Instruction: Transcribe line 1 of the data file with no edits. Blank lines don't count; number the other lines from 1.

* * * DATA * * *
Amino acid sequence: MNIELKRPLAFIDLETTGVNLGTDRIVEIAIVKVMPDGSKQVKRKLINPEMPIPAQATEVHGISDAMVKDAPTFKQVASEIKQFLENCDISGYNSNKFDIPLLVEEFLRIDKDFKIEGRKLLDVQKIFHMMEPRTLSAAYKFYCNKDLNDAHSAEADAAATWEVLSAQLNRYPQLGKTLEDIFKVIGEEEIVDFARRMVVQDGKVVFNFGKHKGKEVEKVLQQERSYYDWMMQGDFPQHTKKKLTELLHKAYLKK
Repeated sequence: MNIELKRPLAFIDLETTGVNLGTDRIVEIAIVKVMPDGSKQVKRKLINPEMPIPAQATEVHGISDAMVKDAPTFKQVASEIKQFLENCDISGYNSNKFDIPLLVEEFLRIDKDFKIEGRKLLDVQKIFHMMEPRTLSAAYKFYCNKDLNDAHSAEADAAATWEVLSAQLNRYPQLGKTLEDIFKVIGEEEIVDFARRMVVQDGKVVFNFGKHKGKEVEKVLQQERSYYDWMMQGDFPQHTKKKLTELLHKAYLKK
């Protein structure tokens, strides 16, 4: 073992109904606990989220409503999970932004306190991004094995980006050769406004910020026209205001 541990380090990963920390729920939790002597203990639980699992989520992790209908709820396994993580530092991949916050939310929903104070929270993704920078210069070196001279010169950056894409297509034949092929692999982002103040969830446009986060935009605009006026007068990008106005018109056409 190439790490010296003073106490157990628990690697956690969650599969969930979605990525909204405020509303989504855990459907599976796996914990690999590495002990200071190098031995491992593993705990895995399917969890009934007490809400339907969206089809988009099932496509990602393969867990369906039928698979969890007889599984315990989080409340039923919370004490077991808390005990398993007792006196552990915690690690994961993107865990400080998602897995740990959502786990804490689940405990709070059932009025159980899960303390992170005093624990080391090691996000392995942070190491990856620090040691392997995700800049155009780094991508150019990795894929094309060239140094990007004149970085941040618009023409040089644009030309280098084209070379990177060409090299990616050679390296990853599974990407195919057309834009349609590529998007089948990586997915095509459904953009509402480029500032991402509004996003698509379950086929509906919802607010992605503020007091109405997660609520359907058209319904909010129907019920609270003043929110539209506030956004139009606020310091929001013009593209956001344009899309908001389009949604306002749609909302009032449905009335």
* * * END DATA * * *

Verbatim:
Amino acid sequence: MNIELKRPLAFIDLETTGVNLGTDRIVEIAIVKVMPDGSKQVKRKLINPEMPIPAQATEVHGISDAMVKDAPTFKQVASEIKQFLENCDISGYNSNKFDIPLLVEEFLRIDKDFKIEGRKLLDVQKIFHMMEPRTLSAAYKFYCNKDLNDAHSAEADAAATWEVLSAQLNRYPQLGKTLEDIFKVIGEEEIVDFARRMVVQDGKVVFNFGKHKGKEVEKVLQQERSYYDWMMQGDFPQHTKKKLTELLHKAYLKK